“words for the first time, it so shocked me, I left my house, book in hand, and walked for a mile pondering what I had just read. It was a “take the red pill”moment for me. What I saw was that great and powerful nations shape God into their own image; great and powerful nations conscript God to do their bidding. Great and powerful nations use the idea and vocabulary of God to legitimize their own agenda. Great and powerful nations project God as a personification of their own national interests. And for the most part, they don’t know they are doing it. This is not to say that everything great and powerful nations do is evil—far from it. They maintain order, provide security, produce industry, maintain civility, educate the populace, preserve culture, and so on. But neither are they to be confused with the kingdom of Christ. And neither can they claim that the God revealed in the crucified and risen Christ is their God, committed to their interests! No! There are no “Christian nations”in the political sense. The risen Christ does have a “nation”(see Matt. 21: 43), but it’s not a nationalized body politic, rather it’s the baptized body of Messiah! This is what I was beginning to see—disturbing yet liberating truth.”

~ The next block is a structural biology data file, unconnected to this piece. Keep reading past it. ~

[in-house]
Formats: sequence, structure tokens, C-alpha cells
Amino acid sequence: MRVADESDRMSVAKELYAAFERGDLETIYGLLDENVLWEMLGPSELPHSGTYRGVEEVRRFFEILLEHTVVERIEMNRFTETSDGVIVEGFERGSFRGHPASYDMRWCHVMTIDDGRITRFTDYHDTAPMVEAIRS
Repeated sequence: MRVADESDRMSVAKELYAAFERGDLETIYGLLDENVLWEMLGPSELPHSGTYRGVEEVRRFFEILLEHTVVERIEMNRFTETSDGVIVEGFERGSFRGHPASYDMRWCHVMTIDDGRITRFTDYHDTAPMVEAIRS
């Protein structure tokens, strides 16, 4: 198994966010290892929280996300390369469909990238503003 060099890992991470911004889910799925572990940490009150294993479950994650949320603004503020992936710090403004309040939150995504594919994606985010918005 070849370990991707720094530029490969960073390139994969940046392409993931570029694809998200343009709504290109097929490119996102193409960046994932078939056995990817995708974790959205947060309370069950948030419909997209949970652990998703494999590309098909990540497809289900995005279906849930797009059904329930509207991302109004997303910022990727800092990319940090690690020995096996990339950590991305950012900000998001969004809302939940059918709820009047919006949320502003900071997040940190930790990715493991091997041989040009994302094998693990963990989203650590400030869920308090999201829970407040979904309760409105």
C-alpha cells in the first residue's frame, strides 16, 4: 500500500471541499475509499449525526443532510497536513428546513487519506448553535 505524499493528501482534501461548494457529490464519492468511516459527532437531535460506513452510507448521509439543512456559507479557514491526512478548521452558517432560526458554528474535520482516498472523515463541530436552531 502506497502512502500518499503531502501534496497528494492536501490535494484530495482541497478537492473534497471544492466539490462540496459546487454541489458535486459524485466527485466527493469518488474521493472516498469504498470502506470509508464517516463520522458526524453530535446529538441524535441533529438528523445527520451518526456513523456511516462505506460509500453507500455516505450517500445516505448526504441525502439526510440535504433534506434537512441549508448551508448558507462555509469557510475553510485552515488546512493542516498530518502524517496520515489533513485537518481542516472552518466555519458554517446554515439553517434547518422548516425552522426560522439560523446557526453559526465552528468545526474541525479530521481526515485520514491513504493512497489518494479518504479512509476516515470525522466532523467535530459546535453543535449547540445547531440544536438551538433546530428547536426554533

Can a nation claim God’s right and just cause belongs to them and that the nation is carrying out God’s will?